Some Serious Talk about Comedy

During the years that I lived in New York City, I frequented a certain scene wherein I got to be friends with a number of performers of various stripes, many of them stand-up comedians. I even tried my hand at comedy a few times, but apparently I am only funny when I’m not trying to be.

Some stand-ups have ambitions of parlaying their comedy routines into an acting career or some other creative field, but many are dedicated wholeheartedly to the art of the joke. There is something romantic (and terrifying) about being alone on a stage with nothing but a microphone and your wits.

Most of the stand-up comedians I know want to be, and should be, considered legitimate artists. However, a lot of them also cannot seem to endure the kind of intellectual scrutiny that “serious” novelists, musicians, actors, and painters undergo regularly. The nature of comedy provides the easy excuse that, of course, it should not be taken seriously. But there is almost always something more serious at work behind comedy, especially when it touches on politics, sexuality, race, or religion.

A comedian friend recently posted on Facebook: “Comedy is protected free speech, so if you hear someone tell a joke that you think is offensive, treat them like an endangered bald eagle and leave them alone!” Within minutes, dozens of people had “liked” this status post and made positive comments. It triggered a kneejerk comment from me about how the First Amendment doesn’t protect one from criticism; it only protects one from jail. It touched a nerve. I didn’t intend to be didactic, but I knew it would come across that way, so I deleted it shortly afterward. But I couldn’t stop thinking about it.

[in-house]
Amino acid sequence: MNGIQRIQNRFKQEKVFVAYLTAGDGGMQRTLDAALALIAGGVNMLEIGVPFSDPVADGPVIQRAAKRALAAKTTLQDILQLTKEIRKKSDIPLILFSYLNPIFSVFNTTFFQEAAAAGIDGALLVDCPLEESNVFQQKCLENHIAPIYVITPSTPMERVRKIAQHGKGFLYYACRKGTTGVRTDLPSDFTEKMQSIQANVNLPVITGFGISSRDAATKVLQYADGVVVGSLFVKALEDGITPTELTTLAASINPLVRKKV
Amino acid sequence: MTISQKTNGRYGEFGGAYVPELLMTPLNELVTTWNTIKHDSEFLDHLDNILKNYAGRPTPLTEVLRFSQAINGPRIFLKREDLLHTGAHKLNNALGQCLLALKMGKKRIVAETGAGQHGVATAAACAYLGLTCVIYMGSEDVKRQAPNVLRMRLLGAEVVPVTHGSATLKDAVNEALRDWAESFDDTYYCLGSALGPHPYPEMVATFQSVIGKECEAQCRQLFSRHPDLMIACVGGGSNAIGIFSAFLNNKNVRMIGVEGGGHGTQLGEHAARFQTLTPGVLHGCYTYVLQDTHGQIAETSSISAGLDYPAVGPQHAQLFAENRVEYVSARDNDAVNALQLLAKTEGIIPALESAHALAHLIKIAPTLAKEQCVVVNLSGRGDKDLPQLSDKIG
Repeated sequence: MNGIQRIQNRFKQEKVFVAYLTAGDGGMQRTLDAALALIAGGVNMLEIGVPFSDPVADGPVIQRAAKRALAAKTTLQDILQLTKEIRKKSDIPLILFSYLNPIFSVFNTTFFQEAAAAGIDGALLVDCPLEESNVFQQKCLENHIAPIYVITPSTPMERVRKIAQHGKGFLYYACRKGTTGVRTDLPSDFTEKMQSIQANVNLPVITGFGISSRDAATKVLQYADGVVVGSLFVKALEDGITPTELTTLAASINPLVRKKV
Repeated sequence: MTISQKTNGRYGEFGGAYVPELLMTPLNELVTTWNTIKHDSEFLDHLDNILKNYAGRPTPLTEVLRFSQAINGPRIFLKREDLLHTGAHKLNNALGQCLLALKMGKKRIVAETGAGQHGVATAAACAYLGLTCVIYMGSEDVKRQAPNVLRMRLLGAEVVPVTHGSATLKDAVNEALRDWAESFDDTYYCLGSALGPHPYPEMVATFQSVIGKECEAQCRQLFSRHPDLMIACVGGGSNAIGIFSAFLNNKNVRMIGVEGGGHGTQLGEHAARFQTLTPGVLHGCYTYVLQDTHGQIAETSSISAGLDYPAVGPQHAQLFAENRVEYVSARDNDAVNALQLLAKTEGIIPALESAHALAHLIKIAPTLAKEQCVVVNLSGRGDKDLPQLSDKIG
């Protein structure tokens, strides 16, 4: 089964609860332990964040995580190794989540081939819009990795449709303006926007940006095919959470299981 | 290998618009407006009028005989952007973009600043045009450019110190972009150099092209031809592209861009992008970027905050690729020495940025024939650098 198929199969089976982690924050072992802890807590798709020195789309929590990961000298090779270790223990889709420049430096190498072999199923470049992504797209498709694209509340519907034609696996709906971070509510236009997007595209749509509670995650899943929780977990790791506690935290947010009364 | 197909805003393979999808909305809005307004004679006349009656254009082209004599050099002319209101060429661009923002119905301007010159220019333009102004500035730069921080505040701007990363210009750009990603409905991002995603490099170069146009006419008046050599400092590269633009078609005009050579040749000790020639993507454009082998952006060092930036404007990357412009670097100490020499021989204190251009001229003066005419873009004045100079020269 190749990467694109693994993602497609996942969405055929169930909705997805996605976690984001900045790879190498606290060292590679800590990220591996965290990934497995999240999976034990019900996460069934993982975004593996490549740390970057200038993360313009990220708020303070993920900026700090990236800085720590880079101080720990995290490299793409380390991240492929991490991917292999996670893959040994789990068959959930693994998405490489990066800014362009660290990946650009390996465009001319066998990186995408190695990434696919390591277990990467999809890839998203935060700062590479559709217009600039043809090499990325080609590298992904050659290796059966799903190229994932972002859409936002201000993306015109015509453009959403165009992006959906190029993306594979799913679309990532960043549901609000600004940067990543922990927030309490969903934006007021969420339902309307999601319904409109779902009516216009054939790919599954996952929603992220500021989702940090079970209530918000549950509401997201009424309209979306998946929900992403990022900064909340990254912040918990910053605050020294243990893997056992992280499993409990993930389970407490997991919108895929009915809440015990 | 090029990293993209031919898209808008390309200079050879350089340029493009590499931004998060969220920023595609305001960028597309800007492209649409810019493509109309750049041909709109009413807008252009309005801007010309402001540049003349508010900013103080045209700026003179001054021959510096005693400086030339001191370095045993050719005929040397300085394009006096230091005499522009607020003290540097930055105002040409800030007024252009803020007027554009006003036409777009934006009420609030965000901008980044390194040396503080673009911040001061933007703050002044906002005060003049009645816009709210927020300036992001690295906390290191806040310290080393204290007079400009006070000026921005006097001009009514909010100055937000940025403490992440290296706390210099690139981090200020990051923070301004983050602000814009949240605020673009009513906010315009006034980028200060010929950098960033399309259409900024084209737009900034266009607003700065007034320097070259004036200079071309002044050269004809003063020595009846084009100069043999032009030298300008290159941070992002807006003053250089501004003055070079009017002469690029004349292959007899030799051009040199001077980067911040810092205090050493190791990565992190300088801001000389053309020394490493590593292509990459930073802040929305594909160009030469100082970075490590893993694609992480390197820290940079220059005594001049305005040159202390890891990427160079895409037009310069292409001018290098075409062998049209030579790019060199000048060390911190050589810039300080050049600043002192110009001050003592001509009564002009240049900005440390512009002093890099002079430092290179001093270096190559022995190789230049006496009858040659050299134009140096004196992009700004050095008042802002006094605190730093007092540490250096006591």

Of course, a person could find a joke “offensive” for all kinds of reasons. Leaving the comedian alone is probably a good first step if that happens to you while watching a stand-up set. There is no need to disrupt a performance in progress to pursue whatever your issue is. At the same time, when comedians venture into sketchy areas, I think it’s fair for them to be prepared to defend their work in a public forum. Jon Stewart, Louis C.K., Amy Schumer, and others are excellent role models in this area. Part of why these comics are successful is because they are engaged with the human experience in a very deliberate way. They don’t go for what’s easy as much as they go for what’s real, and they can talk seriously about the same topics that they cover in their acts.

It’s my nature to be serious, I guess, even about comedy. I’ve been accused a couple of times recently of “not having a sense of humor” because I wanted to probe some offhand humorous remark with mildly earnest rigor. I make my living now in academia. I ask my students to explain why jokes are funny as an exercise in critical thinking. Teaching is also a kind of performance that is a lot like stand-up comedy in many ways, and before I get up in front of the class, I think about everything I’m going to say, the reason I am saying it, and the reaction I expect to get. If the performance doesn’t get the response I hoped for, I have to think about it even more.

The comedians that are my friends are typically very smart, thoughtful people. Otherwise, I probably would not be friends with them in the first place. Even the silliest among them are capable of serious reflection about the impact their work may have on an audience. Comedy is a serious art form, and we should be able to talk about it seriously.

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